Park Street Pasta & Wine is tucked away in a suburban yet central pocket of South Melbourne, which hasn’t yet found its way on to the tourist map. Because of this, locals make up about 90% of the customer base. As Luca explains, it’s all about “community and consistency. For me, it’s the best way to start a business.”
Establishing a successful hospitality business is no easy feat, especially in a city where competition is cutthroat, and standards are high. “I think you can find decent to amazing food everywhere you go in Melbourne. So I try to create this little point of difference based on lots of things — not just based on good wine and good food,” says Luca. “You have to find your point of difference. You have to give this extra value.”
For Luca, one of those points of difference is exceptional service. Recommending the perfect wine to accompany a dish, or spending an extra few minutes to explain the flavour profile of the famous Agnolotti dal Plin (oozing pockets of Gippsland veal and wild rabbit), for example.
It’s all these extra human interactions that drive customers to leave a tip, Luca says. “I’ve read about it, and I think that 60 or 70% of a tip is inside a person. The other 30% is the role the waiter plays.”
Recent Zeller research found 70% of Australian diners are willing to leave a tip, which represents a significant shift in attitude. In fact, diners are 233% more likely to tip today than they were in 2017. Zeller research also found diners are more likely to leave a tip if prompted to do so during the payment flow.
Further analysis of thousands of transactions processed through Zeller Terminals shows Queenslanders are the most likely to leave a tip — diners in the Sunshine State are twice as likely as New South Wales diners to leave a tip. Tasmanians are the highest value tippers, leaving an average tip of $23 per outing.
The data clearly shows that subtle tipping prompts during the payment flow are a powerful strategy for hospitality owners who want to help their staff earn more money in tips.
Zeller’s subtle tipping prompts give diners the opportunity to show their appreciation for the stellar service provided. Park Street Pasta & Wine is one Zeller merchant making the most of this powerful functionality to drive 30% more customer tips.
“The setting of Zeller, the way it’s laid out, it’s promoting the tip from the customer's point of view. You’ve got the 5, 10, 15% and custom amount. It’s like, if I come to you and say 'would you like some tap water?' 90% of the time, you say yes. And I pour you some tap water," says Luca.
"If I come to you and say, ‘would you like some sparkling water, or just a tap water?’ It’s more possible you’re going to get sparkling water instead."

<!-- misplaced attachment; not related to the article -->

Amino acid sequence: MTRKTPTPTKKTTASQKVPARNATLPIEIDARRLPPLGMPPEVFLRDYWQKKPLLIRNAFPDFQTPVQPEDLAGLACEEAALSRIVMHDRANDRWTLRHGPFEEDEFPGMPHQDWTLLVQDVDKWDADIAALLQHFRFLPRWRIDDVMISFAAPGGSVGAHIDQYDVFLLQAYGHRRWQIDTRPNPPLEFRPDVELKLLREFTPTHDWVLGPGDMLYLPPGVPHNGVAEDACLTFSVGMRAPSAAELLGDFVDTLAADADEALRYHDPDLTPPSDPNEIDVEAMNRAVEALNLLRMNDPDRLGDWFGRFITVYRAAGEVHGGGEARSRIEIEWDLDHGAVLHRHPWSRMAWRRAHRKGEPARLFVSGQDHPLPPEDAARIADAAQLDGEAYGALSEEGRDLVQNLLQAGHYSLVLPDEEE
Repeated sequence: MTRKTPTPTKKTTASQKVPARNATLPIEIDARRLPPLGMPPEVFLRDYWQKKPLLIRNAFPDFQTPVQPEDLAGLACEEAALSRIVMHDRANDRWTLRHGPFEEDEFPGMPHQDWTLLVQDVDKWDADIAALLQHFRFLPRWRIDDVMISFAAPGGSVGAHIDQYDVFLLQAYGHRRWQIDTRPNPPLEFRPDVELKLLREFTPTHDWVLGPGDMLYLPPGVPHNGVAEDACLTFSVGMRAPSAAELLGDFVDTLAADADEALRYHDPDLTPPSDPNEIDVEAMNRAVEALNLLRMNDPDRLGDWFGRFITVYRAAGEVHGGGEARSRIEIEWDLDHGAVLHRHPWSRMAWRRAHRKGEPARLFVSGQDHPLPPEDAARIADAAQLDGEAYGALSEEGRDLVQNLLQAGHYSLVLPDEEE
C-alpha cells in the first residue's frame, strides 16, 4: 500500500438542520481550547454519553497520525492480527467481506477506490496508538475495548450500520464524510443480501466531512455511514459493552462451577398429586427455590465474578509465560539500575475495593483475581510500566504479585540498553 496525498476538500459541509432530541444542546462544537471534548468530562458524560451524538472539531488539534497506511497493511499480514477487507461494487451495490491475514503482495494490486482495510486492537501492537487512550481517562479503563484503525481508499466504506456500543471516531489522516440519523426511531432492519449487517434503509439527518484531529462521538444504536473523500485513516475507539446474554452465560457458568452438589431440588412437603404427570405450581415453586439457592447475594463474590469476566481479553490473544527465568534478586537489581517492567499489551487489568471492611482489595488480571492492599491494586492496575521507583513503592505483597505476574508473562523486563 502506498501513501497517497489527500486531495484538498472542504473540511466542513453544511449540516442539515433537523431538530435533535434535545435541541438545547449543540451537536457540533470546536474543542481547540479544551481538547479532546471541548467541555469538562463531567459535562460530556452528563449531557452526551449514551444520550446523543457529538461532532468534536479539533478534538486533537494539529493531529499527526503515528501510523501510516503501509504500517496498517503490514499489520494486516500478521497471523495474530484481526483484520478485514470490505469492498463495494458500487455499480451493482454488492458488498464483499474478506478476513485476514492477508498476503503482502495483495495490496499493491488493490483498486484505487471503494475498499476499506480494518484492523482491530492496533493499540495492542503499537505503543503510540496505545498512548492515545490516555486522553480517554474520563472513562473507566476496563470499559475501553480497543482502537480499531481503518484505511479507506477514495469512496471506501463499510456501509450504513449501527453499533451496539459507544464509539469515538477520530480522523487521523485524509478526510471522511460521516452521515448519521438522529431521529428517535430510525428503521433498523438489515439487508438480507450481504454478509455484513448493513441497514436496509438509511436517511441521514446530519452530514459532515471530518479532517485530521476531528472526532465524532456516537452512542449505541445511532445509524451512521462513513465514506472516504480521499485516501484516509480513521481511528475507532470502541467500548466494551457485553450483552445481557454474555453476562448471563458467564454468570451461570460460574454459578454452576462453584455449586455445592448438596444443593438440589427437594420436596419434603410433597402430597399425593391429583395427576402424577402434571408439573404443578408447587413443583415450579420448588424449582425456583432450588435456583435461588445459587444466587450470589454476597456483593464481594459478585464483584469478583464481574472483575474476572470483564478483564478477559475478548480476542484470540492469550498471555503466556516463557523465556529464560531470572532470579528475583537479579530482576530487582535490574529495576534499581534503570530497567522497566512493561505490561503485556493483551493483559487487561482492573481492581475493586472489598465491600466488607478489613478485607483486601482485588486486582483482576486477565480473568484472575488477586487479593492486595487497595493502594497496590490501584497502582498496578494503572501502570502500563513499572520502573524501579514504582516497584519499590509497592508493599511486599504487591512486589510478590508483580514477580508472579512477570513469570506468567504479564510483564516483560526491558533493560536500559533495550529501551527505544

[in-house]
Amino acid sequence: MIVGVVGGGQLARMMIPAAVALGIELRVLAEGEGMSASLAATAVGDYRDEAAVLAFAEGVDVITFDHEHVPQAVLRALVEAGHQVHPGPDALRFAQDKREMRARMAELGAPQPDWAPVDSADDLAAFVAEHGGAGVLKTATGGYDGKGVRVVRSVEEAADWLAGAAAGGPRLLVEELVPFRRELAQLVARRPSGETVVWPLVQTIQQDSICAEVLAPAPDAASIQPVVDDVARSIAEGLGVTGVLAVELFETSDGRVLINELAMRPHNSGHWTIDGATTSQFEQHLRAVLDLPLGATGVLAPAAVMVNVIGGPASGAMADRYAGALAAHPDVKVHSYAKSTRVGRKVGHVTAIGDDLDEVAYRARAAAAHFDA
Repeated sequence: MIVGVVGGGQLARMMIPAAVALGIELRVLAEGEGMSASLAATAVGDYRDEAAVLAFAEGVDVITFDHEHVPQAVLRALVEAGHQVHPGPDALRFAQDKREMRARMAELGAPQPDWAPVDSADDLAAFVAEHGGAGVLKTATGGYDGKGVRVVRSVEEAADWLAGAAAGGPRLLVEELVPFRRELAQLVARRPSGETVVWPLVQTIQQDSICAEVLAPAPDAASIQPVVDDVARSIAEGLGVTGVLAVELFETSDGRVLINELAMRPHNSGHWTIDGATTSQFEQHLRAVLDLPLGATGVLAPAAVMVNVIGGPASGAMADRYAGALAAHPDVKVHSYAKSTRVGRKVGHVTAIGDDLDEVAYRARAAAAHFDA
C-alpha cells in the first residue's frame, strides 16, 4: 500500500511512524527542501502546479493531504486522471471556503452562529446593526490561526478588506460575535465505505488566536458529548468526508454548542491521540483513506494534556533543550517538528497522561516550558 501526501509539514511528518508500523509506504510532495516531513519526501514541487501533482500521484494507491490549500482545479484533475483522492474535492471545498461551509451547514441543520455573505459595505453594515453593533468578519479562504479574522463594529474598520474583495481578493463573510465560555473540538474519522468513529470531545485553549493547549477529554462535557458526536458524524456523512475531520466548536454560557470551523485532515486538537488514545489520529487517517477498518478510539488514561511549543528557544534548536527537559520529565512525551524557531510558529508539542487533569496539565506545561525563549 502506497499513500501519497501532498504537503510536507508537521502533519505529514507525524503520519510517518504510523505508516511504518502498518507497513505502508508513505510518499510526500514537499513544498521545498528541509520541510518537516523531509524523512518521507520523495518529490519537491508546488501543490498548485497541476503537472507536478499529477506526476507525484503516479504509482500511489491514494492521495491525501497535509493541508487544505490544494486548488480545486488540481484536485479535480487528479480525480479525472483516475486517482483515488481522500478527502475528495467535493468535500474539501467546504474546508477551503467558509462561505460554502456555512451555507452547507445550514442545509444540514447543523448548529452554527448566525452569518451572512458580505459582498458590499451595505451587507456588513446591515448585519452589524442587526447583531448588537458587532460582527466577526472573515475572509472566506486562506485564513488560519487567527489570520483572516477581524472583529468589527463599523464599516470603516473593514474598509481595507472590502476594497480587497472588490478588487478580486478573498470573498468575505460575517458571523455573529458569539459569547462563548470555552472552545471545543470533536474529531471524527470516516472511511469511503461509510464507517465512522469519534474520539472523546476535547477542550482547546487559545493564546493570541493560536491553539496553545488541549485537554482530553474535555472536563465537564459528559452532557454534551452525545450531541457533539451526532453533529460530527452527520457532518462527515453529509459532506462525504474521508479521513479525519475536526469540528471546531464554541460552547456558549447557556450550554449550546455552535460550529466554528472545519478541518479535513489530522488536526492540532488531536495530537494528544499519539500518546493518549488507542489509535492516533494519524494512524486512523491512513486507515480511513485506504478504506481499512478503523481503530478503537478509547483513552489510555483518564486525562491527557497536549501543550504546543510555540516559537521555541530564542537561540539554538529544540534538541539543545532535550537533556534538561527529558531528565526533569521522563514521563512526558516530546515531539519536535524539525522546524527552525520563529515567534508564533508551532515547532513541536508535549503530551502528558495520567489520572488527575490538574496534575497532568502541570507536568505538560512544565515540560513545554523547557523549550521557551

“It’s the way to sell things. To show things. To promote things. I think it’s really clever.”
First-hand experience with the restaurant’s customers and its staff, coupled with a background in economics, has given Luca the hand-on knowledge and skills to grow Park Street Pasta & Wine to new heights. He’s in a unique position, having spent years establishing trust and respect from staff while receiving direct feedback from customers.
“I think it’s fundamental that a person who runs a business has been working in the industry for many years. Empires of billions and millions of dollars have been run into the ground in two years after being bought by a person who doesn’t know anything about hospitality.”
When COVID lockdowns shuttered the restaurant, and there was no venue for the venue manager to manage, Luca donned an apron and got to work with the rest of the team.
“I’m not a chef. But during COVID, we opened the mercato — this little supermarket we made downstairs. We divided between us with the Jobkeeper, and I was making the pasta,” he says. “We kept everybody. We didn’t make anyone redundant.”
“I think it’s really important that you’re on the same page as the dishwasher, the bartender, everybody. You have to be close to the people at your restaurant. If you’ve got respect from them, you can go anywhere.”
Luca’s decision to enable Zeller’s tipping prompt functionality is one of the ways he is supporting a positive work environment, and it’s having a positive snowball effect on the business.
“If the tips are higher, the staff is happy. If they're happy, they work better.”
“The thing that I like the most is to give my staff the possibility to have a little bit more money," says Luca. "If you create more positivity, they’re willing to provide better service and it’s a win-win for everyone.”